To all the PC games I’ve ditched before …

To all the games I’ve ditched before,
That now sit on my closet floor,
Was sad to move along,
I dedicate this song,
To all the games I’ve ditched before.

And now, the PC games that I’ve left behind.  I’ve had a PC longer than the PS2, so there should be more of them, but the PS2 games seem to be fresher in my mind, so the list here probably won’t be as long.

Baldur’s Gate 2 doesn’t make the list, because that was a case where we got together for a short meeting over coffee, had a good time, and swore we’d do it again … and then never picked up the phone to call each other.  Every so often, I find the number and think: “Hmmm, maybe I should call.  Ah, but I’m too busy at the moment” and move on.

And I don’t regret tossing Baldur’s Gate.  I wish I hadn’t given it as many chances as I did.

Icewind Dale, though, counts.  It seems right up my alley, and I was very interested in it.  Spent hours with it.  I keep coming back to it occasionally.  But it gets caught by my wandering eye, and I’ll be so far into it when something else will seem more shiny and I’ll move on to it.  I start over every so often, but never seal the deal.

Icewind Dale 2 is kinda like Icewind Dale, only I’m not quite as fond of it.  I end up feeling like I have to be something I’m not — um, how in the world can you expect a level 1 party to act like an elite commando unit? — and so that grates a bit without level upgrades.  Which I’m more than willing to do, but IWD2 is a bunch of good ideas that don’t quite work out.  I return to it more often because it allows class combinations that IWD doesn’t … but it’s always more annoying than IWD.

Wizardry 8 is one game where I can get distracted by it and have it break up my run.  It’s just so easy to be so many different things with it, because of its large set of classes and races and even voices.  It’s easy to create differentiated parties (I’ve done The Order of the Stick and Angel and some others easily) and it’s fun taking them through the first part of the story.  But, later, once it settles in to the familar refrain after Trenton of “Walk around and fight things and walk and fight” they all wear thin.  Basically, it slides too quickly into the old familiar territory and you yearn for the days of the Monastery … but it’s too easy to just go back and start over differently.  I can’t imagine ever finishing this game unless I go insane on it at some point.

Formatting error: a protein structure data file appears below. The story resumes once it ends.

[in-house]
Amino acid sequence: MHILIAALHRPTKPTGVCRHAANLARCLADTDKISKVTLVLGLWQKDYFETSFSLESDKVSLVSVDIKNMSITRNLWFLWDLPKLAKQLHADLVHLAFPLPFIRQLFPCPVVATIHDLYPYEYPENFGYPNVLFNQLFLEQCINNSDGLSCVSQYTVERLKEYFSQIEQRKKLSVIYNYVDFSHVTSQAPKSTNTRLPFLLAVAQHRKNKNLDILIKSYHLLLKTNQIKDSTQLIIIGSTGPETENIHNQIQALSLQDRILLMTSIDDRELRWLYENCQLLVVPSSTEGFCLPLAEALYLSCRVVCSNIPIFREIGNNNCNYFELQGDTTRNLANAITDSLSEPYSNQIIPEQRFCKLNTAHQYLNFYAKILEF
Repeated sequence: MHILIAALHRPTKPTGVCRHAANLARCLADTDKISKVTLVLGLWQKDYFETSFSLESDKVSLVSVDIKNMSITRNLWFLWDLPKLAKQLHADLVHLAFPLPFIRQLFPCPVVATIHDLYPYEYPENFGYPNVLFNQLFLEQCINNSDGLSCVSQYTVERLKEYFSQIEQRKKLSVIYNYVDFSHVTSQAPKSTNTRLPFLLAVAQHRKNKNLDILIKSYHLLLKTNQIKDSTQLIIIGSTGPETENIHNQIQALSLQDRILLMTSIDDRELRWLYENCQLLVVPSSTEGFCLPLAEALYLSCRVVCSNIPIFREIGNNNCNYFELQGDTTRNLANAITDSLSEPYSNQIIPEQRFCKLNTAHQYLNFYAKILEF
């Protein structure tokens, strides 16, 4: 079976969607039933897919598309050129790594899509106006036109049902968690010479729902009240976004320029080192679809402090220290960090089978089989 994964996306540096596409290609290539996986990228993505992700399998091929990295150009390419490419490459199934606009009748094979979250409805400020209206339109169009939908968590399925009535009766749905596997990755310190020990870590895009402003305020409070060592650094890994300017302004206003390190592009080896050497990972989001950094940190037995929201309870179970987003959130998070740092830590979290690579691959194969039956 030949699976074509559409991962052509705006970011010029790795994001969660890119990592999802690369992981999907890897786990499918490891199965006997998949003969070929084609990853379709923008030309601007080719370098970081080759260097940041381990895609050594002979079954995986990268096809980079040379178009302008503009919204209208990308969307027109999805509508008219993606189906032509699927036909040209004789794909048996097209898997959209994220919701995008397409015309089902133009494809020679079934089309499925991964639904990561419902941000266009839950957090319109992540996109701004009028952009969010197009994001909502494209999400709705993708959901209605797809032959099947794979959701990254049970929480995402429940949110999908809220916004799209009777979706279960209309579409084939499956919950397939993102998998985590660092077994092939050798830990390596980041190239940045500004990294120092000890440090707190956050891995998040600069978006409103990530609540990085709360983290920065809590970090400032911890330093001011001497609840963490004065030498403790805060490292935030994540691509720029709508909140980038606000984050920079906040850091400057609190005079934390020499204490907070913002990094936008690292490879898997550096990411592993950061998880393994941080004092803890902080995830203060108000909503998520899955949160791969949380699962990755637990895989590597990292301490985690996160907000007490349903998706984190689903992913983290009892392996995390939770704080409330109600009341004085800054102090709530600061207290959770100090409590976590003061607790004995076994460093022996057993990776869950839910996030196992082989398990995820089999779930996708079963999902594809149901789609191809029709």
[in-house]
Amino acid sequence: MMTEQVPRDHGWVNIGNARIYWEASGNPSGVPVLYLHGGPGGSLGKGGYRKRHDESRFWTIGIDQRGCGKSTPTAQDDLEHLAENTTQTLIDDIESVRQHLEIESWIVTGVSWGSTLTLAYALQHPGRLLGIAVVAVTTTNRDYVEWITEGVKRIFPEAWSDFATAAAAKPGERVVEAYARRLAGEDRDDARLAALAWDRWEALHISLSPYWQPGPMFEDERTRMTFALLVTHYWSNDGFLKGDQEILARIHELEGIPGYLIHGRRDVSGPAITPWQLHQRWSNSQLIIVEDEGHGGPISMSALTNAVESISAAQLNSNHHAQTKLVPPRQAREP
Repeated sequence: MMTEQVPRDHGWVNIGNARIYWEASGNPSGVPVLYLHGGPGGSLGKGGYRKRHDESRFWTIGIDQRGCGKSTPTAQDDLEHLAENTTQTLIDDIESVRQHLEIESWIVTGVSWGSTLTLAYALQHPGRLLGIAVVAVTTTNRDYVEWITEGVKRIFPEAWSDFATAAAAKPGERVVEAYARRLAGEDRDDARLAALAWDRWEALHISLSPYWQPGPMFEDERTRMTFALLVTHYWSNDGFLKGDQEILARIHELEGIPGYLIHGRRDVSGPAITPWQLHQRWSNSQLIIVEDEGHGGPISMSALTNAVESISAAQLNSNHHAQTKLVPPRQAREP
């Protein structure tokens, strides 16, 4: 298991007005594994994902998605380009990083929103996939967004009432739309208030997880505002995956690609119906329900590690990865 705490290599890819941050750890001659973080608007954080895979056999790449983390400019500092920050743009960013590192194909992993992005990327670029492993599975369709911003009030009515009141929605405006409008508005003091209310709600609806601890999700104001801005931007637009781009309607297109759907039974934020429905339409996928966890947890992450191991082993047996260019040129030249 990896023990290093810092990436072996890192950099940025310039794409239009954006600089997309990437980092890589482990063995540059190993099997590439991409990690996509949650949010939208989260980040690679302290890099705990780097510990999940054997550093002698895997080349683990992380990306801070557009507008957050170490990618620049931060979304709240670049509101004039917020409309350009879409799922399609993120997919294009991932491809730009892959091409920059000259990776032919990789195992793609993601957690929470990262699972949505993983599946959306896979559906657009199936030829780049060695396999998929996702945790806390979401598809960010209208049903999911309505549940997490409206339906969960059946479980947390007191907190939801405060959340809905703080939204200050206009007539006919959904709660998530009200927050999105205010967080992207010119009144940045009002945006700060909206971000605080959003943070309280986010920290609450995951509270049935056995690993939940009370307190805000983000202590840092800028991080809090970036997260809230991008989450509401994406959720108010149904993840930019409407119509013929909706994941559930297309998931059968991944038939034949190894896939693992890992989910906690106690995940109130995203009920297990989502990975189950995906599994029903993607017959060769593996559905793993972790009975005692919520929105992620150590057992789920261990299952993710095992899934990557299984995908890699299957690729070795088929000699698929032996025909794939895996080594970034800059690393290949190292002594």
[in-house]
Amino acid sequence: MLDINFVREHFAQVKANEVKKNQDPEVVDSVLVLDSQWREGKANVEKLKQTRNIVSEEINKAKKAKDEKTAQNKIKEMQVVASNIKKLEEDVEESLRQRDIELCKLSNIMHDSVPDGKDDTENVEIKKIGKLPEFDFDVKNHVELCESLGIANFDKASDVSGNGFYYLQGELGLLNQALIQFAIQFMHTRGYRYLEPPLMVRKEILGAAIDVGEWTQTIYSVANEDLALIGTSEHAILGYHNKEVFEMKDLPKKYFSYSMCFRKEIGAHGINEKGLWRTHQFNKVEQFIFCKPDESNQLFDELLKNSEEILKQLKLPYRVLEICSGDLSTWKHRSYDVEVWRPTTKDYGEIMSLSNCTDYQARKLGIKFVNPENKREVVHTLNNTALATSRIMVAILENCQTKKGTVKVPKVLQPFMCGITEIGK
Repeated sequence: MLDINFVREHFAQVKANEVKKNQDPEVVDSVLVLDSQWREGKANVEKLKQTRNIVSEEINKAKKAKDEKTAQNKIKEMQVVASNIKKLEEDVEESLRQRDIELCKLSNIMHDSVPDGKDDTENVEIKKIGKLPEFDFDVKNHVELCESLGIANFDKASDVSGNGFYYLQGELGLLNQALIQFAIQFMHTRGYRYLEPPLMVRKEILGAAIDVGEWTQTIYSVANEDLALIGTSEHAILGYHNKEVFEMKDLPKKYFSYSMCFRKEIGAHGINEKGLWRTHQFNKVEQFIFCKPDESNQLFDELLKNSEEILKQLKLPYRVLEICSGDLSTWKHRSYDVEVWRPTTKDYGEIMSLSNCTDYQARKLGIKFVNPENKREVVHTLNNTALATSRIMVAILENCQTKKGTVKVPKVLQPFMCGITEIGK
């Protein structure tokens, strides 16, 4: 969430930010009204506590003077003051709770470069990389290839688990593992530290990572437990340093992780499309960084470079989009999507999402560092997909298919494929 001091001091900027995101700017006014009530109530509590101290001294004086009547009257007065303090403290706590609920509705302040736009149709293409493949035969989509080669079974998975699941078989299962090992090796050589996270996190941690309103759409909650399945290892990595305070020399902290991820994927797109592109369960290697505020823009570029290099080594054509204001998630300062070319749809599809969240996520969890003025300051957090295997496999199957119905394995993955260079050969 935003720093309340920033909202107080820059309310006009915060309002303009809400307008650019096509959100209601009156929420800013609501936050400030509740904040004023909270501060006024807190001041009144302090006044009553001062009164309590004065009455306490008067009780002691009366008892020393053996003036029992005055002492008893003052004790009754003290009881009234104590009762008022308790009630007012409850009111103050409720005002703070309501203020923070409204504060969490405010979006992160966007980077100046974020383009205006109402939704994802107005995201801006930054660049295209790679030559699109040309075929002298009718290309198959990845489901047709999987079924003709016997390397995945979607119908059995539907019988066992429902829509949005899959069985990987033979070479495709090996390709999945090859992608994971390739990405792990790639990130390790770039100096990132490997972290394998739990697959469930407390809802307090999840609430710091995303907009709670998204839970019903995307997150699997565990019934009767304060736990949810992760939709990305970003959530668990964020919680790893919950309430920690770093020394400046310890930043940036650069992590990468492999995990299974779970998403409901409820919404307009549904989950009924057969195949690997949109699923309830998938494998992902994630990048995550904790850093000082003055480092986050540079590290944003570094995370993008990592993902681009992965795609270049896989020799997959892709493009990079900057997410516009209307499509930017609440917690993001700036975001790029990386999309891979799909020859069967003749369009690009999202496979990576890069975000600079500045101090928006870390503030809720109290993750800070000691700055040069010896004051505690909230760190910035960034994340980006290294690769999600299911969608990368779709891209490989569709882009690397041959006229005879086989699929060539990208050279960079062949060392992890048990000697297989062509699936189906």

The Fallouts both are games that I get inspired to play, load, and then rarely get far into because they end up boring me.  For a while, I couldn’t get past the initial stages.  I just recently got past the initial stage in Fallout (I think) … and then excited without really saving, figuring I’ll start over later.  Planescape: Torment has the exact same problem; I might have made it out of the initial starting area once.  I wanted to try it with a mage to see if that would be more fun … and then couldn’t.  I regret not playing them and they sound like they’d be great games if I could only muster up the interest to play them long enough to enjoy them.  Basically, they drag me in with all sorts of promises, but when we actually go out they can’t keep up a conversation long enough to keep me interested.   (And yes, I am aware of that statement being odd when applied to Torment and its massive text conversations [grin]).

There are games that I’ve bought but never played, usually on the advice of a friend who says that it’s really cool.  The Transformers game from the first movie is a prime example; bought it even though it wasn’t really my type, and then never really gave it a chance.  And there are some others.  The lesson there might be:  no more letting my friends set me up with games that I’m pretty sure I won’t like.

Next up will be the games from the Amiga, Commodore 64, TRS-80 and even Atari 2600 that I never finished and now really, really, really regret not finishing or being able to play.  This is probably the longest list and also probably has the ones that I regret the most.

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